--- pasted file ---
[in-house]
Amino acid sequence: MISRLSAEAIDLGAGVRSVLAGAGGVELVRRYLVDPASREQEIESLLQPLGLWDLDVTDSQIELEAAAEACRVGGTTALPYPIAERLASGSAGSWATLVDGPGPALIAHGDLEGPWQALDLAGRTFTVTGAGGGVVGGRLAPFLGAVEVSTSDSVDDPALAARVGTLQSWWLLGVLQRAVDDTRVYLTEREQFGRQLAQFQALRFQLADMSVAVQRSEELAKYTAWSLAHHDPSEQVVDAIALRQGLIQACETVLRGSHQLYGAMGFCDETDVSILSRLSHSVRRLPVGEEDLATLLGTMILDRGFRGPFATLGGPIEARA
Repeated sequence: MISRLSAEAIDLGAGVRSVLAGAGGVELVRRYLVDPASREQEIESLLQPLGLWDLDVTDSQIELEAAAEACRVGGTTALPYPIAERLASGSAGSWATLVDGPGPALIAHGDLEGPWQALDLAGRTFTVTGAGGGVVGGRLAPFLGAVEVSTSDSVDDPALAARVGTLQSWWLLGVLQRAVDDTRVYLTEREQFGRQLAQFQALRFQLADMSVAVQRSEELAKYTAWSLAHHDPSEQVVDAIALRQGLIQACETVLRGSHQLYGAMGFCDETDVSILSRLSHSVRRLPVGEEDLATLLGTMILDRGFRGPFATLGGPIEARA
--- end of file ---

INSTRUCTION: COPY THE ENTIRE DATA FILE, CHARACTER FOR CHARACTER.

[in-house]
Amino acid sequence: MISRLSAEAIDLGAGVRSVLAGAGGVELVRRYLVDPASREQEIESLLQPLGLWDLDVTDSQIELEAAAEACRVGGTTALPYPIAERLASGSAGSWATLVDGPGPALIAHGDLEGPWQALDLAGRTFTVTGAGGGVVGGRLAPFLGAVEVSTSDSVDDPALAARVGTLQSWWLLGVLQRAVDDTRVYLTEREQFGRQLAQFQALRFQLADMSVAVQRSEELAKYTAWSLAHHDPSEQVVDAIALRQGLIQACETVLRGSHQLYGAMGFCDETDVSILSRLSHSVRRLPVGEEDLATLLGTMILDRGFRGPFATLGGPIEARA
Repeated sequence: MISRLSAEAIDLGAGVRSVLAGAGGVELVRRYLVDPASREQEIESLLQPLGLWDLDVTDSQIELEAAAEACRVGGTTALPYPIAERLASGSAGSWATLVDGPGPALIAHGDLEGPWQALDLAGRTFTVTGAGGGVVGGRLAPFLGAVEVSTSDSVDDPALAARVGTLQSWWLLGVLQRAVDDTRVYLTEREQFGRQLAQFQALRFQLADMSVAVQRSEELAKYTAWSLAHHDPSEQVVDAIALRQGLIQACETVLRGSHQLYGAMGFCDETDVSILSRLSHSVRRLPVGEEDLATLLGTMILDRGFRGPFATLGGPIEARA